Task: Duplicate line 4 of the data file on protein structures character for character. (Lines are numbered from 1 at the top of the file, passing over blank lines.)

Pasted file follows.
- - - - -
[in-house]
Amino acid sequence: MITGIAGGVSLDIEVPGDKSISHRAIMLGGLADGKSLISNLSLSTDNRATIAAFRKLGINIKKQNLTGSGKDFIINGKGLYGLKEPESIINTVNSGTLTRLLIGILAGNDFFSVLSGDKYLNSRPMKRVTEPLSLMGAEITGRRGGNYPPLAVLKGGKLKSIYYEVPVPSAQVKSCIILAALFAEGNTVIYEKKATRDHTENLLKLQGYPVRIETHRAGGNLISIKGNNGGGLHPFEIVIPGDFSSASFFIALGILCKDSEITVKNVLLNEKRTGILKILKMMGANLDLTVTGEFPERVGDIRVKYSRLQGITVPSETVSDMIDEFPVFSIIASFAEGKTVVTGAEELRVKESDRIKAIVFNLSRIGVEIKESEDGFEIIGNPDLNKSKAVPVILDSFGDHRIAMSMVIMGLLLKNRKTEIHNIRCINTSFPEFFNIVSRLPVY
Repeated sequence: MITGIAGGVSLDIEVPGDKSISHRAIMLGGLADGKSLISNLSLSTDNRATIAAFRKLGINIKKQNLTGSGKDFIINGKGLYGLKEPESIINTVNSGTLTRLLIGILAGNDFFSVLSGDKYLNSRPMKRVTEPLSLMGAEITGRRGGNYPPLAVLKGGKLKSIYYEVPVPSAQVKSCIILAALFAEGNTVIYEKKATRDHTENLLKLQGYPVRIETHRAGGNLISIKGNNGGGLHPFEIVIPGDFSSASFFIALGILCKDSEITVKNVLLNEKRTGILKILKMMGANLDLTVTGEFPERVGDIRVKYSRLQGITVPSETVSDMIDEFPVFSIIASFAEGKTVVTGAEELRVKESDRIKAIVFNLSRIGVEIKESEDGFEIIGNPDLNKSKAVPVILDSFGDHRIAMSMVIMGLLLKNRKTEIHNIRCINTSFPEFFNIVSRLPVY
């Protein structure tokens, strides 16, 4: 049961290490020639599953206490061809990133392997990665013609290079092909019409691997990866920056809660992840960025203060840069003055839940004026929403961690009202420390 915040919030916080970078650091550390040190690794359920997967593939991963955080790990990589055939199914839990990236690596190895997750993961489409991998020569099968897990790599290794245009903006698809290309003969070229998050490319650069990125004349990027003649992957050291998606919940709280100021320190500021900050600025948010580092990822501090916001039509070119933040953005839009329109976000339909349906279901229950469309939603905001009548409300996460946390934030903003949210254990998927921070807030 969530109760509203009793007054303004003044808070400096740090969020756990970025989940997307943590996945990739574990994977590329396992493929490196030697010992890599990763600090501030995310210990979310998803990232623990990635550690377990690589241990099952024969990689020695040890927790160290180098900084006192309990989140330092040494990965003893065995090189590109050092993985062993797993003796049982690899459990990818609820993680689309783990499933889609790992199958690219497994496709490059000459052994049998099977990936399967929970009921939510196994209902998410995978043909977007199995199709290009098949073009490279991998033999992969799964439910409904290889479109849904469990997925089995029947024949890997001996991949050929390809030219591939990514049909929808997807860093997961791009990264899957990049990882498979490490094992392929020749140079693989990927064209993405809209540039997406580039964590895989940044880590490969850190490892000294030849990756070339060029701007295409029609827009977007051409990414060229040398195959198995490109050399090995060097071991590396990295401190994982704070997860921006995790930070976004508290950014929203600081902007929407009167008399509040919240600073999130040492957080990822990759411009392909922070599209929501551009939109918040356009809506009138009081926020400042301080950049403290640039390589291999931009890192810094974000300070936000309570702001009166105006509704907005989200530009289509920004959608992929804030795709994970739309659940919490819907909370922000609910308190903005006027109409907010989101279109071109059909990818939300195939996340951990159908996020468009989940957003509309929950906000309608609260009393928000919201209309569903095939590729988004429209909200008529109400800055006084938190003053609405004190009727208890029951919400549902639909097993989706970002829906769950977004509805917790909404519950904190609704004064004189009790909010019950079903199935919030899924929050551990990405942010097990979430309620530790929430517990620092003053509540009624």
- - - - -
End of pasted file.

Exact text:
């Protein structure tokens, strides 16, 4: 049961290490020639599953206490061809990133392997990665013609290079092909019409691997990866920056809660992840960025203060840069003055839940004026929403961690009202420390 915040919030916080970078650091550390040190690794359920997967593939991963955080790990990589055939199914839990990236690596190895997750993961489409991998020569099968897990790599290794245009903006698809290309003969070229998050490319650069990125004349990027003649992957050291998606919940709280100021320190500021900050600025948010580092990822501090916001039509070119933040953005839009329109976000339909349906279901229950469309939603905001009548409300996460946390934030903003949210254990998927921070807030 969530109760509203009793007054303004003044808070400096740090969020756990970025989940997307943590996945990739574990994977590329396992493929490196030697010992890599990763600090501030995310210990979310998803990232623990990635550690377990690589241990099952024969990689020695040890927790160290180098900084006192309990989140330092040494990965003893065995090189590109050092993985062993797993003796049982690899459990990818609820993680689309783990499933889609790992199958690219497994496709490059000459052994049998099977990936399967929970009921939510196994209902998410995978043909977007199995199709290009098949073009490279991998033999992969799964439910409904290889479109849904469990997925089995029947024949890997001996991949050929390809030219591939990514049909929808997807860093997961791009990264899957990049990882498979490490094992392929020749140079693989990927064209993405809209540039997406580039964590895989940044880590490969850190490892000294030849990756070339060029701007295409029609827009977007051409990414060229040398195959198995490109050399090995060097071991590396990295401190994982704070997860921006995790930070976004508290950014929203600081902007929407009167008399509040919240600073999130040492957080990822990759411009392909922070599209929501551009939109918040356009809506009138009081926020400042301080950049403290640039390589291999931009890192810094974000300070936000309570702001009166105006509704907005989200530009289509920004959608992929804030795709994970739309659940919490819907909370922000609910308190903005006027109409907010989101279109071109059909990818939300195939996340951990159908996020468009989940957003509309929950906000309608609260009393928000919201209309569903095939590729988004429209909200008529109400800055006084938190003053609405004190009727208890029951919400549902639909097993989706970002829906769950977004509805917790909404519950904190609704004064004189009790909010019950079903199935919030899924929050551990990405942010097990979430309620530790929430517990620092003053509540009624």